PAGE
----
**> >>> sw[1, , drop = TRUE] is a one-row data frame (does not convert it into
**> >>> a list or vector)
**> >>>
**> >>> FS
**> >>>
**> >>>
**> >>> On 4/16/05, Bill.Venables@csiro.au <Bill.Venables@csiro.au> wrote:
**> >>>> You should look at
**> >>>>
**> >>>>> ?"["
**> >>>>
**> >>>> and look very carefully at the "drop" argument. For your example
**> >>>>
**> >>>>> sw[, 1]
**> >>>>
**> >>>> is the first component of the data frame, but
**> >>>>
**> >>>>> sw[, 1, drop = FALSE]
**> >>>>
**> >>>> is a data frame consisting of just the first component, as
**> >>>> mathematically fastidious people would expect.
**> >>>>
**> >>>> This is a convention, and like most arbitrary conventions
**> >>> it can be very
**> >>>> useful most of the time, but some of the time it can be a very nasty
**> >>>> trap. Caveat emptor.
**> >>>>
**> >>>> Bill Venables.
**> >>>>
**> >>>> -----Original Message-----
**> >>>> From: r-help-bounces@stat.math.ethz.ch
**> >>>> [mailto:r-help-bounces@stat.math.ethz.ch] On Behalf Of
**> >>> Fernando Saldanha
**> >>>> Sent: Saturday, 16 April 2005 1:07 PM
**> >>>> To: Submissions to R help
**> >>>> Subject: [R] Getting subsets of a data frame
**> >>>>
**> >>>> I was reading in the Reference Manual about Extract.data.frame.
**> >>>>
**> >>>> There is a list of examples of expressions using [ and [[, with the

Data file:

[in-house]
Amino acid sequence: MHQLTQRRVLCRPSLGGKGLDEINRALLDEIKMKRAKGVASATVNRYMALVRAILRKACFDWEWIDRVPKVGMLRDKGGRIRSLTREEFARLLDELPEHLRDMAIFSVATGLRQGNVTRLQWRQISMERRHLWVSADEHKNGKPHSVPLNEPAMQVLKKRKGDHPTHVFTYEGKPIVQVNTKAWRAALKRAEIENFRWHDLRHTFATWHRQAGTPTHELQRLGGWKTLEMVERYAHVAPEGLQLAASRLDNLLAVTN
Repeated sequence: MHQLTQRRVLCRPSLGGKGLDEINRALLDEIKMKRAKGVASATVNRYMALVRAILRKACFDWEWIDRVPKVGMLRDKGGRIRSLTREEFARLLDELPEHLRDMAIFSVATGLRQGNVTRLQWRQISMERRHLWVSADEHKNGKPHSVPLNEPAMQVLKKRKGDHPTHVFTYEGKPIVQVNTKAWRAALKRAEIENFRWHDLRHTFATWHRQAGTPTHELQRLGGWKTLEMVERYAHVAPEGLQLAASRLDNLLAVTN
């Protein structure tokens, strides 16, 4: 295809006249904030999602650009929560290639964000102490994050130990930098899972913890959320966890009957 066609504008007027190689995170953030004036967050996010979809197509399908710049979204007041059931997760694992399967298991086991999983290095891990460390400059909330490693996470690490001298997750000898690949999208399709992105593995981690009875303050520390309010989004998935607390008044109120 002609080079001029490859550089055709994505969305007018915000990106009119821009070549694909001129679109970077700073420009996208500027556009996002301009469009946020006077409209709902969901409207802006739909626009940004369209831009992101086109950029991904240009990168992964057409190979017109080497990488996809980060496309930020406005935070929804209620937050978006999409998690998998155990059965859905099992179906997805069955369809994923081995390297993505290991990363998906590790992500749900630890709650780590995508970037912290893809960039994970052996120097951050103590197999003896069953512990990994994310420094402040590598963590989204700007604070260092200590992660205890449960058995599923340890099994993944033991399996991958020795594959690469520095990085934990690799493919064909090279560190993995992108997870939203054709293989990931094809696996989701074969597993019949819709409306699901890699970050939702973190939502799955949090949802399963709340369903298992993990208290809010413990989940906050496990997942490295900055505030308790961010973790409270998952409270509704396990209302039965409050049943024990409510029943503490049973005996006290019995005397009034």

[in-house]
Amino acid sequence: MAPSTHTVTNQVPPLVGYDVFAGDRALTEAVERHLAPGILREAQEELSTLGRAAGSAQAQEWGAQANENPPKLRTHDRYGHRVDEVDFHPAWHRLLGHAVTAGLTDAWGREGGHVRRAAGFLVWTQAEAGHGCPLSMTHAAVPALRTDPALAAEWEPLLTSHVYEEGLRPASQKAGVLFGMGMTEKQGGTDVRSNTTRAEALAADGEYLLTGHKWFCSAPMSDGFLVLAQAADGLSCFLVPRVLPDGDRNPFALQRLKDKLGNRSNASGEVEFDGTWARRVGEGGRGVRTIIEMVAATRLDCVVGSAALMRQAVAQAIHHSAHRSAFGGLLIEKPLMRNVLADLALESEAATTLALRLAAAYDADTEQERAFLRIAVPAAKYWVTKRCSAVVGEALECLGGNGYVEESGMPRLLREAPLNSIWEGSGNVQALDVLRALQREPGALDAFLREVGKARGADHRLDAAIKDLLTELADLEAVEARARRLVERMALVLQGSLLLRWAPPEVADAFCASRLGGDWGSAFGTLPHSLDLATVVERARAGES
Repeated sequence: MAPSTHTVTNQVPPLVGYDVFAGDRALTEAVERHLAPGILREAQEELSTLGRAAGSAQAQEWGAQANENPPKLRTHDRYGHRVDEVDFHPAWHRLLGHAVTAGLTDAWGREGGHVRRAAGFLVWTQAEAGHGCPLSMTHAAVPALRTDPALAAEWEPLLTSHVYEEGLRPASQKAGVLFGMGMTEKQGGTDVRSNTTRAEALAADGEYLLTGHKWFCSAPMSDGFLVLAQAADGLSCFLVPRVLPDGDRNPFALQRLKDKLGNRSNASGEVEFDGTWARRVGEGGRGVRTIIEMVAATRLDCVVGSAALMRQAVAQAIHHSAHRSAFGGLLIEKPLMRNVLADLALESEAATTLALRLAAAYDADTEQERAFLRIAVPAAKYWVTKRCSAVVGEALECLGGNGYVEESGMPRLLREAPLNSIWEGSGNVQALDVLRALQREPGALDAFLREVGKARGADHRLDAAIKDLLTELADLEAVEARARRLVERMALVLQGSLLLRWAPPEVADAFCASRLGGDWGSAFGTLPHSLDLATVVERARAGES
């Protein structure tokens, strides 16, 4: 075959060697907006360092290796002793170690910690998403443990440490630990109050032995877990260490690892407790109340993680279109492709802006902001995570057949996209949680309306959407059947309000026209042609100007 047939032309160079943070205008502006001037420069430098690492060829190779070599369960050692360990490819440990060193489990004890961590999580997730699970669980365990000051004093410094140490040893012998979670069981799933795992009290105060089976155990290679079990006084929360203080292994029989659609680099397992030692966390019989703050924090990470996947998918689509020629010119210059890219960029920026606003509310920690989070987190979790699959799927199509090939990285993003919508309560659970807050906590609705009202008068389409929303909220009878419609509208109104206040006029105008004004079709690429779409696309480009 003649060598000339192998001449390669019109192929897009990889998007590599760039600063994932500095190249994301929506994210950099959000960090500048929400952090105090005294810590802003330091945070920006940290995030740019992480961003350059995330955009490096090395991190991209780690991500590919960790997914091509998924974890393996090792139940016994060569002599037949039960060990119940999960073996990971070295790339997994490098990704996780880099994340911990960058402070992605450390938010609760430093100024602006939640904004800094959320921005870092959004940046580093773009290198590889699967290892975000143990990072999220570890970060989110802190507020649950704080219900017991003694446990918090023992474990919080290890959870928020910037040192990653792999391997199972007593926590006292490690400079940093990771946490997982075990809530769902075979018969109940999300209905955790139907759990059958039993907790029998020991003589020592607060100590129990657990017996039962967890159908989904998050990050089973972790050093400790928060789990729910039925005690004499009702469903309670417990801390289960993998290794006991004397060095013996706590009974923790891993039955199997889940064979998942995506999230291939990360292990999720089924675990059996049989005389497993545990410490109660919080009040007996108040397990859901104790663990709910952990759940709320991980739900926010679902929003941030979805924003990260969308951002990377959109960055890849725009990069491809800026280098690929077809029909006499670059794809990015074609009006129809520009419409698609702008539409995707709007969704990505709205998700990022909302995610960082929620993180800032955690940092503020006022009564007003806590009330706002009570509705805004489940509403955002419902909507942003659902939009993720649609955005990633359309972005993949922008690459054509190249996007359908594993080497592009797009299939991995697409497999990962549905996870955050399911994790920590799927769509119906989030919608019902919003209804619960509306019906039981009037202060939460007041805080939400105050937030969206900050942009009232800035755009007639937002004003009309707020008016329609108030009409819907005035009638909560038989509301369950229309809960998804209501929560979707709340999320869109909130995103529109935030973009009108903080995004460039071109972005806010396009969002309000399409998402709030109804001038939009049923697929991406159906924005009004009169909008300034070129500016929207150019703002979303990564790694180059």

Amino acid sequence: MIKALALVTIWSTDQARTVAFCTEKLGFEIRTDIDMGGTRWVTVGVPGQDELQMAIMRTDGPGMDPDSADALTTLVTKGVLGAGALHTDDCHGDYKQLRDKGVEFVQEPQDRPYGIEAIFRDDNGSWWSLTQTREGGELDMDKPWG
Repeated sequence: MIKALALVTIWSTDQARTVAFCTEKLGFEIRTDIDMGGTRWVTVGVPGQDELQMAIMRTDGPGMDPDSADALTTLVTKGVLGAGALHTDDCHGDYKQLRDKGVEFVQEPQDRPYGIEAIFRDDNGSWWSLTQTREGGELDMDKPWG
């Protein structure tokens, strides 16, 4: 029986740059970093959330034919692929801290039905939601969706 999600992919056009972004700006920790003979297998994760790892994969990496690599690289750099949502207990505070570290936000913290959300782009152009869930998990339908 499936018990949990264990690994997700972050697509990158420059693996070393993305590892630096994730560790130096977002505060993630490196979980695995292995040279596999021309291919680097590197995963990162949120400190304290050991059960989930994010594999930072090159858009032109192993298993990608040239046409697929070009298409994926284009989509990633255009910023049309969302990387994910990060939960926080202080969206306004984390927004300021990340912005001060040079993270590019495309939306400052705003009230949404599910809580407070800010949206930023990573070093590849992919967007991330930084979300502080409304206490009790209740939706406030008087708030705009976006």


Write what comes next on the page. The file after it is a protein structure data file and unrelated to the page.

**> >>>> outcomes. I was puzzled by the fact that, if sw is a data
**> >>> frame, then
**> >>>>
**> >>>> sw[, 1:3]
**> >>>>
**> >>>> is also a data frame,
**> >>>>
**> >>>> but
**> >>>>
**> >>>> sw[, 1]
**> >>>>
**> >>>> is just a vector.
**> >>>>
**> >>>> Since R has no scalars, it must be the case that 1 and 1:1
**> >>> are the same:
**> >>>>
**> >>>>> 1 == 1:1
**> >>>> [1] TRUE
**> >>>>
**> >>>> Then why isn't sw[,1] = sw[, 1:1] a data frame?
**> >>>>
**> >>>> FS
**> >>>>
**> >>>> ______________________________________________
**> >>>> R-help@stat.math.ethz.ch mailing list
**> >>>> https://stat.ethz.ch/mailman/listinfo/r-help
**> >>>> PLEASE do read the posting guide!
**> >>>> http://www.R-project.org/posting-guide.html
**> >>>>
**> >>>
**> >>> ______________________________________________
**> >>> R-help@stat.math.ethz.ch mailing list
**> >>> https://stat.ethz.ch/mailman/listinfo/r-help
**> >>> PLEASE do read the posting guide!
**> >>> http://www.R-project.org/posting-guide.html
**> >>>
**> >>>
**> >>>
**> >>
**> >> ______________________________________________
**> >> R-help@stat.math.ethz.ch mailing list
**> >> https://stat.ethz.ch/mailman/listinfo/r-help
**> >> PLEASE do read the posting guide!
**> >> http://www.R-project.org/posting-guide.html
**> >>
**> >
**> > --
**> > Brian D. Ripley, ripley@stats.ox.ac.uk
**> > Professor of Applied Statistics, http://www.stats.ox.ac.uk/~ripley/
**> > University of Oxford, Tel: +44 1865 272861 (self)
**> > 1 South Parks Road, +44 1865 272866 (PA)
**> > Oxford OX1 3TG, UK Fax: +44 1865 272595
**> >
**>
**> --
**> Brian D. Ripley, ripley@stats.ox.ac.uk
**> Professor of Applied Statistics, http://www.stats.ox.ac.uk/~ripley/
**> University of Oxford, Tel: +44 1865 272861 (self)
**> 1 South Parks Road, +44 1865 272866 (PA)
**> Oxford OX1 3TG, UK Fax: +44 1865 272595
*

>

R-help@stat.math.ethz.ch mailing list

https://stat.ethz.ch/mailman/listinfo/r-help PLEASE do read the posting guide! http://www.R-project.org/posting-guide.html Received on Sun Apr 17 03:59:32 2005